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post #54 of Old 09-03-2006
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Just remember that the goal in a crimp connection is to cold-flow the metal of the crimp connector and the wire to produce a gas tight joint. For cable larger then 8 AWG this is almost impossible without some kind of mechanical advantage that a good ratchet or hydraulic crimper gives. I am not a small man, I consider myself to have more then average strength, and I would not crimp a connection of a wire 8 AWG without a mechanical advantage.

Almost as important is to have a crimper that has a good die or crimp surface. The cheep ones will be narrow and flimsy, not worth the money. My set has a crimping surface of at lease 3/16”. There are ratchet crimpers that are not larger then the ones without; I have two sets that will crimp up to a 1 AWG wire and are about 9” long. They are available on the internet. There are also those that are up to 4’ long without the ratchet to give that mechanical advantage.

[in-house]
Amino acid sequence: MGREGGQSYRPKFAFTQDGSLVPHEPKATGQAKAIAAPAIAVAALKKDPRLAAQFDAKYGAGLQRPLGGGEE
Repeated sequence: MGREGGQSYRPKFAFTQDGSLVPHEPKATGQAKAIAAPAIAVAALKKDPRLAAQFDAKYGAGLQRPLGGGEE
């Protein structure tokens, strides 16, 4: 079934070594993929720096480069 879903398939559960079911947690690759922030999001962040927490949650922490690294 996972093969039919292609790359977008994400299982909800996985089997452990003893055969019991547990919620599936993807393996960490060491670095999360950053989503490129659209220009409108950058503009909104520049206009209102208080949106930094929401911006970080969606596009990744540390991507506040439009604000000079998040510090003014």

The moral is to use the tool appropriate to the application. Just as you should not use a pair of pliers to torque hex nuts, you should use the correct crimper you need for the job.

If you are crimping wire 10 AWG and smaller go ahead and use the type of crimper you are describing, just be sure to squeeze hard enough to cold flow the crimp.

There are two types of fools...

One says this is old, and therefore good..

The other says this is new, and therefore better...
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